Kei-Yan Ng et al. proposed the hypothesis that intracoronary imaging may improve outcomes at an individual level, but paradoxically worsen outcomes for patients receiving angiography-guided PCI in centers with a high proportion of imaging use. This controversial hypothesis

originated from the discrepancy seen between observational studies and randomized trials. In the authors' opinion, such differences might be explained by the fact that operators become over reliant on imaging guidance and less familiar with angiography-guided PCI. Moreover, they found that higher background imaging rate was associated with a paradoxical increase in all-cause and cardiovascular mortality rates at 1 year in patients undergoing angiography- guided PCI and refer to this phenomenon as the “imaging paradox.”

Amato et al. designed a proof-of-concept study assessing the potential of active connection matrixes (ACMs) to increase measurement precision of morphological structures (e.g., stenosis and lumen diameter) and to grasp morphological features (arterial walls) from quantitative coronary angiography (QCA), not detectable on the original images. ACMs are unsupervised artificial adaptive systems able to extract features of interest (edges, tissue differentiation, etc.) from digital images unnoticeable with conventional systems. The results demonstrated that ACMs increase the measurement precision of coronary lumen diameter allowing extraction of hidden features from QCA images that mirror well the arterial wall derived by IVUS.

The study by Lavarra et al. proposed a technical refinement, the Proximal Side Optimization Technique (PSO), aiming at improving the procedural strategy during double-kissing crush (DK crush) stenting. This step consists in post-dilating the drug-eluting stent positioned in the side branch (SB DES) with the delivery balloon, pulled back halfway in the main branch followed by further post-dilation with a 0.5 mm larger non-compliant balloon prior to the crush step. OCT 3D reconstruction demonstrated an adequate SB DES expansion and apposition before it being crushed, with larger Space of Optimal Wiring (SOW) when compared to the non-PSO treated group in terms of area, eliminating the residual space between stent and vessel wall and the risk for inadequate wire passage during rewiring.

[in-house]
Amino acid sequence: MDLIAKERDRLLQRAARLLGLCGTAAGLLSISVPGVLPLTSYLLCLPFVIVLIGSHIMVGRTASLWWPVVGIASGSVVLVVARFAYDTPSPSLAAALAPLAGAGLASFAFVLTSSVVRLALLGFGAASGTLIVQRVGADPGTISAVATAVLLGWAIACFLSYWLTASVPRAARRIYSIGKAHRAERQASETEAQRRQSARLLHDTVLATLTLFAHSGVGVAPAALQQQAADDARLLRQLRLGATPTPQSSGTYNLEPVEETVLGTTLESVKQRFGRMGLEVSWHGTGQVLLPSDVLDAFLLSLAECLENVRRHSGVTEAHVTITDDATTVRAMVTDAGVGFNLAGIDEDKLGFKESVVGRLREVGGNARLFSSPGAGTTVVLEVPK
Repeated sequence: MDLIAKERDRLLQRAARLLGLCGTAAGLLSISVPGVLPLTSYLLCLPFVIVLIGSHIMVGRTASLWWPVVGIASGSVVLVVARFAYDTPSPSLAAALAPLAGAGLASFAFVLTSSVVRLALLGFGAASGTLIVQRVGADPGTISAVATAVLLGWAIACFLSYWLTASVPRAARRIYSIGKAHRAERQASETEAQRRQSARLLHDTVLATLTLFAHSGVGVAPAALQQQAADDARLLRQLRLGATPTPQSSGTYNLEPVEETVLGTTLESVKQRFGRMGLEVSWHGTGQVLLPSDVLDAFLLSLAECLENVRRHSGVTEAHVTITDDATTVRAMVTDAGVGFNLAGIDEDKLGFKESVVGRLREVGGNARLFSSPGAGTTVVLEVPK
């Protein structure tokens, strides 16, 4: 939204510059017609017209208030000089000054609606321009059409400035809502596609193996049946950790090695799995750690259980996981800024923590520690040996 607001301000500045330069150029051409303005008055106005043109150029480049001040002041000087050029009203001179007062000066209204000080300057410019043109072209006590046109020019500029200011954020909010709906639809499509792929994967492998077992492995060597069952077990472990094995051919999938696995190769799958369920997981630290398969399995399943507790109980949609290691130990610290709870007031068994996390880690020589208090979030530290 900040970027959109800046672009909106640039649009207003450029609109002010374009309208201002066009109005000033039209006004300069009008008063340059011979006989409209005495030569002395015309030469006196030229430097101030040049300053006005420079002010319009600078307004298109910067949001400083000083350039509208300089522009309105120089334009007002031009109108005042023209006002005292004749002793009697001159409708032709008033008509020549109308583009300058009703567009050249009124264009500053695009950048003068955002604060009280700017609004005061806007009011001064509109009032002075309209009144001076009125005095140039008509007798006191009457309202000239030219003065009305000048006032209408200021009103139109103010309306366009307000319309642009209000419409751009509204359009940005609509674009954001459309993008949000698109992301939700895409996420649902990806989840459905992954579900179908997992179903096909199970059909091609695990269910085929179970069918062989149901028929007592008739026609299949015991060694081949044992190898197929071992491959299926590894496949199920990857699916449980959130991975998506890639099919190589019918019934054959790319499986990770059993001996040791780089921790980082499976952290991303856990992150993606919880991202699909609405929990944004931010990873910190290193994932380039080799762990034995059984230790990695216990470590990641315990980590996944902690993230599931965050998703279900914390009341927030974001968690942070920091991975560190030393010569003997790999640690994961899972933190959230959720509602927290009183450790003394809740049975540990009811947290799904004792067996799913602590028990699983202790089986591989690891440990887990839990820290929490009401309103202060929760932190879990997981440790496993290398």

Barbieri et al. offered an overview on the role of OCT in the evaluation of Spontaneous Coronary Artery Dissections (SCAD). Authors highlighted the importance of balancing the diagnostic benefits of this tool vs. the procedural risks. Among the strengths of OCT, they underlined the superior spatial resolution when compared to intravascular ultrasound (IVUS) with an evident advantage in the diagnosis of SCAD for the identification of intramural hematoma, endothelial tears, or entry sites of dissections. On the other hand, the main drawback related to OCT is the possibility of progression of false lumen due to the contrast injection required for imaging acquisition, especially in tortuous vessels. However, OCT is considered an important resource during the diagnostic process of SCAD, allowing the finetuning of the procedural strategy when a PCI is considered.

Hu et al. performed a network meta-analysis of 28 randomized trials and 11,860 patients undergoing PCI assisted by different modalities (IVUS, OCT, FFR/QFR) in the DES era. Authors aimed to evaluate the impact of such different PCI guidance modalities on clinical outcomes. According to this analysis, IVUS led to lower risks of MACE than coronary angiography, mainly due to lower risks of cardiovascular death and TVR/TLR, showing a trend toward decreased risk of stent thrombosis. Another interesting finding was that hemodynamic parameter (FFR/QFR)-guided PCI could significantly reduce stroke risk compared with angiography, IVUS and OCT.